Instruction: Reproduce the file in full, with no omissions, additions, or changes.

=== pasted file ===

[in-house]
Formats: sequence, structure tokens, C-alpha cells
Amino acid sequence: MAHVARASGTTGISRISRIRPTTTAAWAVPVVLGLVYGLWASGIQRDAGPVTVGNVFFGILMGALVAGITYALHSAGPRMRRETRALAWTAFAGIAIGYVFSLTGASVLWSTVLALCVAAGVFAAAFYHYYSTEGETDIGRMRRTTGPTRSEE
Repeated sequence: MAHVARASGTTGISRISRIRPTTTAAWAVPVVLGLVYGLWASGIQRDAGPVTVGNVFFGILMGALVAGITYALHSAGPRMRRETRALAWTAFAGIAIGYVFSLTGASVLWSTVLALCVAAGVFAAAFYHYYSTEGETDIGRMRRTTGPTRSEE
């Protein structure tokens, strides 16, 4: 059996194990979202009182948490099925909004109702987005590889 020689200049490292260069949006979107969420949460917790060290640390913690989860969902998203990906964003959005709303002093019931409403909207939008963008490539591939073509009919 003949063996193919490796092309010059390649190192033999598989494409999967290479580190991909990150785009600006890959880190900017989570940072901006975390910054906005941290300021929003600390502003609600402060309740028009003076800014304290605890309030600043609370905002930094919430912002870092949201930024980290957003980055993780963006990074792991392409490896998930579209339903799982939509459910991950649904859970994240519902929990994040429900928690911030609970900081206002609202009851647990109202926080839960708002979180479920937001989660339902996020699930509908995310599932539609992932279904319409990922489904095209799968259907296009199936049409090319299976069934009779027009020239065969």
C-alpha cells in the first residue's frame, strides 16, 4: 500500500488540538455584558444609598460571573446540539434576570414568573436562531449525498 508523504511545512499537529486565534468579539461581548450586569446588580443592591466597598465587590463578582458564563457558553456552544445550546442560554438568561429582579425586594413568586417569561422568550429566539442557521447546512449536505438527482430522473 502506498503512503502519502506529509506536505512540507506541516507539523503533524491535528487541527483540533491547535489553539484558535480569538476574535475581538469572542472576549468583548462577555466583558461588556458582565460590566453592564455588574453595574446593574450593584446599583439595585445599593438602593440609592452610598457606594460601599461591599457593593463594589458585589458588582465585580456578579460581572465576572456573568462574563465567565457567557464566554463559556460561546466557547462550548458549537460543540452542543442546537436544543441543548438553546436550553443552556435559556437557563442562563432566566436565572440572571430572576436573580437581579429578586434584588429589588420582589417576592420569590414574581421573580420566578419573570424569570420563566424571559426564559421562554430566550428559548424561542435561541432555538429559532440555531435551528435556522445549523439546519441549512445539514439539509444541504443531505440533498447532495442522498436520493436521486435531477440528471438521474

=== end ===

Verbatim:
[in-house]
Formats: sequence, structure tokens, C-alpha cells
Amino acid sequence: MAHVARASGTTGISRISRIRPTTTAAWAVPVVLGLVYGLWASGIQRDAGPVTVGNVFFGILMGALVAGITYALHSAGPRMRRETRALAWTAFAGIAIGYVFSLTGASVLWSTVLALCVAAGVFAAAFYHYYSTEGETDIGRMRRTTGPTRSEE
Repeated sequence: MAHVARASGTTGISRISRIRPTTTAAWAVPVVLGLVYGLWASGIQRDAGPVTVGNVFFGILMGALVAGITYALHSAGPRMRRETRALAWTAFAGIAIGYVFSLTGASVLWSTVLALCVAAGVFAAAFYHYYSTEGETDIGRMRRTTGPTRSEE
């Protein structure tokens, strides 16, 4: 059996194990979202009182948490099925909004109702987005590889 020689200049490292260069949006979107969420949460917790060290640390913690989860969902998203990906964003959005709303002093019931409403909207939008963008490539591939073509009919 003949063996193919490796092309010059390649190192033999598989494409999967290479580190991909990150785009600006890959880190900017989570940072901006975390910054906005941290300021929003600390502003609600402060309740028009003076800014304290605890309030600043609370905002930094919430912002870092949201930024980290957003980055993780963006990074792991392409490896998930579209339903799982939509459910991950649904859970994240519902929990994040429900928690911030609970900081206002609202009851647990109202926080839960708002979180479920937001989660339902996020699930509908995310599932539609992932279904319409990922489904095209799968259907296009199936049409090319299976069934009779027009020239065969």
C-alpha cells in the first residue's frame, strides 16, 4: 500500500488540538455584558444609598460571573446540539434576570414568573436562531449525498 508523504511545512499537529486565534468579539461581548450586569446588580443592591466597598465587590463578582458564563457558553456552544445550546442560554438568561429582579425586594413568586417569561422568550429566539442557521447546512449536505438527482430522473 502506498503512503502519502506529509506536505512540507506541516507539523503533524491535528487541527483540533491547535489553539484558535480569538476574535475581538469572542472576549468583548462577555466583558461588556458582565460590566453592564455588574453595574446593574450593584446599583439595585445599593438602593440609592452610598457606594460601599461591599457593593463594589458585589458588582465585580456578579460581572465576572456573568462574563465567565457567557464566554463559556460561546466557547462550548458549537460543540452542543442546537436544543441543548438553546436550553443552556435559556437557563442562563432566566436565572440572571430572576436573580437581579429578586434584588429589588420582589417576592420569590414574581421573580420566578419573570424569570420563566424571559426564559421562554430566550428559548424561542435561541432555538429559532440555531435551528435556522445549523439546519441549512445539514439539509444541504443531505440533498447532495442522498436520493436521486435531477440528471438521474